You were just doing your job, like any other day. But that day, everything changed, and now you need help to get your life back. The railroad could be required to pitch in.

Working for the railroad can be dangerous, even when you follow all the regulations. But when you’re tired from overwork or your yard is missing important safety regulations, things can get downright deadly. If you work in the railroad industry, the Federal Employers Liability Act (FELA) might offer protection. But unlike a standard no-fault workers’ compensation claim, FELA requires that you prove negligence by the railroad, its employees or equipment manufacturer.

Qualified performance

FELA applies to your claim if you’re an employee of a railroad engaged in interstate commerce. Your injury also had to stem from a job you were performing for the railroad.

Faulty situation

A large part of figuring out if you can build a successful argument under FELA is proving negligence by the railroad company:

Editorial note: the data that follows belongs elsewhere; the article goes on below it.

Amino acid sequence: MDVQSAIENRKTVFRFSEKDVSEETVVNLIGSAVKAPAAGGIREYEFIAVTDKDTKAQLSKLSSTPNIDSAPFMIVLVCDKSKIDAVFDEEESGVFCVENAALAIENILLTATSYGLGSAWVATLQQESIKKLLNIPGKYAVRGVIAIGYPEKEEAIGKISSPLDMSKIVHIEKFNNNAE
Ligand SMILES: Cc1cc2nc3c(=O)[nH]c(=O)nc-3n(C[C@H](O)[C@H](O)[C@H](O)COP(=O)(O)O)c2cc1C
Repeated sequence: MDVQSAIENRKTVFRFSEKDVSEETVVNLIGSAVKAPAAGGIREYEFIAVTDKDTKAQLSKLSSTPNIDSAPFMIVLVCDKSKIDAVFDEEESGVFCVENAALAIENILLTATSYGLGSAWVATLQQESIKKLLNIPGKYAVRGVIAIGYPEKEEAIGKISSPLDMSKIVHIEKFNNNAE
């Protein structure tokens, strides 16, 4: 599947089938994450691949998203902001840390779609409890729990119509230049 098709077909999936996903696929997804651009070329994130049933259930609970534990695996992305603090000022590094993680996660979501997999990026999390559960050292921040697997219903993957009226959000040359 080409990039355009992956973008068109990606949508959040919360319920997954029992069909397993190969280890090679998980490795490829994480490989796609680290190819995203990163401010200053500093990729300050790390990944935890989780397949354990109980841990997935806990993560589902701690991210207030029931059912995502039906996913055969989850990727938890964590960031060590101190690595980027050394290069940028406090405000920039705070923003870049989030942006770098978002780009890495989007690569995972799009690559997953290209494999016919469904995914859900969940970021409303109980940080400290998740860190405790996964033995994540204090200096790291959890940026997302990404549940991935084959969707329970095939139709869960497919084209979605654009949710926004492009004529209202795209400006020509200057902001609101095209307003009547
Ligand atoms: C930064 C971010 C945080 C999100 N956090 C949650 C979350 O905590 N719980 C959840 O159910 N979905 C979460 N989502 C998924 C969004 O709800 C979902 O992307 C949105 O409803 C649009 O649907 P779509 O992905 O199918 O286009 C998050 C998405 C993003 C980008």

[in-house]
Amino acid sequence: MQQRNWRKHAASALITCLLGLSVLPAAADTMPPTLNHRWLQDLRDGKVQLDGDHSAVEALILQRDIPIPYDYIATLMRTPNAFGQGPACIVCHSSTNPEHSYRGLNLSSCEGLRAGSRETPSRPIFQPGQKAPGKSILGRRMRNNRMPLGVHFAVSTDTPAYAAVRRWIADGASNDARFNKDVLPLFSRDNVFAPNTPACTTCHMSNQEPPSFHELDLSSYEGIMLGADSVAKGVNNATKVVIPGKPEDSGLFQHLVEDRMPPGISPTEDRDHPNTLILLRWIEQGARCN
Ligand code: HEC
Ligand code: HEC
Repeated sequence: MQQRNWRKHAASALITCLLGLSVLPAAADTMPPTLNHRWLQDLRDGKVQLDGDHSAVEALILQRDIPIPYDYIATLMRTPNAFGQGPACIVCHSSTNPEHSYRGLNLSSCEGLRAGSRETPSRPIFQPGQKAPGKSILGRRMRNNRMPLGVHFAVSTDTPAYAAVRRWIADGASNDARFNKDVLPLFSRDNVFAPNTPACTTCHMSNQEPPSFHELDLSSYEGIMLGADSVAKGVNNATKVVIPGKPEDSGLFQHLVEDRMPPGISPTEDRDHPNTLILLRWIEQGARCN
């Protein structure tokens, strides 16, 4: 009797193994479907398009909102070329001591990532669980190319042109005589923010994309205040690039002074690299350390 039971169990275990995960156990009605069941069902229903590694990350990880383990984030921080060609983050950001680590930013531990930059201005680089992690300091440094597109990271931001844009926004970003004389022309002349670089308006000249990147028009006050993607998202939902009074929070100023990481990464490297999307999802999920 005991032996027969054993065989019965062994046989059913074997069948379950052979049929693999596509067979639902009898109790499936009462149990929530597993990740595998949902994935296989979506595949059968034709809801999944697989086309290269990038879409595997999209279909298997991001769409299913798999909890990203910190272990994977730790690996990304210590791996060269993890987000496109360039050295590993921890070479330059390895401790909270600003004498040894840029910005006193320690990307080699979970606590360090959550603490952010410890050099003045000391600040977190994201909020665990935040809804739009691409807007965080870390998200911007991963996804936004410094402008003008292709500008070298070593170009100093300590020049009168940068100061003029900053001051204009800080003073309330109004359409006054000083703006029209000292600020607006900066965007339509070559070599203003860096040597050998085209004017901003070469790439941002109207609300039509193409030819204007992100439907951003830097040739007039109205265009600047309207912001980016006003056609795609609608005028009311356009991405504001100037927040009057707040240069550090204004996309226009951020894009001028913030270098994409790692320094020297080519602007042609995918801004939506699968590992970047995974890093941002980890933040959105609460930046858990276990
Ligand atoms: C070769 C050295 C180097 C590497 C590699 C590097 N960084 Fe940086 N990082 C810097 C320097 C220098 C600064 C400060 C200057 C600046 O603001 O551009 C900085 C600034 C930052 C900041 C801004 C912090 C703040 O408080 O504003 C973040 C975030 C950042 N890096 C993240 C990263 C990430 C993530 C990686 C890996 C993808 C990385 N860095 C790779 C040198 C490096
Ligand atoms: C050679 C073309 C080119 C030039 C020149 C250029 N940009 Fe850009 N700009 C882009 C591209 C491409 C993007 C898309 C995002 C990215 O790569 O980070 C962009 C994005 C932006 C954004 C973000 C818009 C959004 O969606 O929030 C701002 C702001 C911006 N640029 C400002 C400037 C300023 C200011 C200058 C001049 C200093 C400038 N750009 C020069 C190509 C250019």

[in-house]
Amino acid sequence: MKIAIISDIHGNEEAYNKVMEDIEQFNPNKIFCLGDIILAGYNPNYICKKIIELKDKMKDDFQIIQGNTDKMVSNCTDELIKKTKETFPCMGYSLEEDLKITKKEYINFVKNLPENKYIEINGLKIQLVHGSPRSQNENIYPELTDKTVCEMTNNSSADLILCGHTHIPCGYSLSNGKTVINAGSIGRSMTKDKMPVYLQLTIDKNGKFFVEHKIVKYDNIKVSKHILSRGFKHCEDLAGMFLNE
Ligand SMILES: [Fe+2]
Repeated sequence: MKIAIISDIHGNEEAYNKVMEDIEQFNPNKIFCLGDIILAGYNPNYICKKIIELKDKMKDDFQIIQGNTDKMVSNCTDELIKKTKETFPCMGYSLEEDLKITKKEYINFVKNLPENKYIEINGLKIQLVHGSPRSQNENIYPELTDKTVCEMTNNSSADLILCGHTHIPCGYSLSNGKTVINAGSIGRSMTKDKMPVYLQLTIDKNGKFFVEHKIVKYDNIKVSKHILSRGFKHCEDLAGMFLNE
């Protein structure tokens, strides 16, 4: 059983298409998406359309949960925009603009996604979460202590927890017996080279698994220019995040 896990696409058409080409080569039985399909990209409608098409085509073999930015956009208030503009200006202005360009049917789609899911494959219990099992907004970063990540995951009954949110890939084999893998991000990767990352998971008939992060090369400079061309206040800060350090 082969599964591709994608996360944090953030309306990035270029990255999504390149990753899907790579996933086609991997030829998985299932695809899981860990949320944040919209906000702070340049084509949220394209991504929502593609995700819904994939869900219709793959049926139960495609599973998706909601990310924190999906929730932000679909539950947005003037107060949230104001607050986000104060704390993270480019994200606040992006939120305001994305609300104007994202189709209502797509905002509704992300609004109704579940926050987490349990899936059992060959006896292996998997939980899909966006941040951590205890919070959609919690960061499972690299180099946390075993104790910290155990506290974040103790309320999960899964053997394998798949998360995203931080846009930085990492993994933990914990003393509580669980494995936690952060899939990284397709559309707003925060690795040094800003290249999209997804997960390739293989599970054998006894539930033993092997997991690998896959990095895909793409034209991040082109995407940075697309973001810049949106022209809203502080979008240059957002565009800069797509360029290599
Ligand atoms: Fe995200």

• Your area doesn’t have properly written or maintained safety regulations
  • You don’t have a safe work environment with the proper equipment, tools and safety devices
  • You or your coworkers didn’t receive adequate training or supervision
  • You don’t have enough help to get a job done safely

Your fair share

Just because it’s your fault, doesn’t mean it isn’t their fault. The court may still find the railroad negligent even if it was partly your fault. Depending on the degree of responsibility of the railroad, it could affect the determined damages.

Understanding the requirements outlined by FELA is a great first step in getting care for your injuries. Make note of any negligence, and be ready to prove the railroad played a part in your suffering, and you could be well on the way to getting the help you need.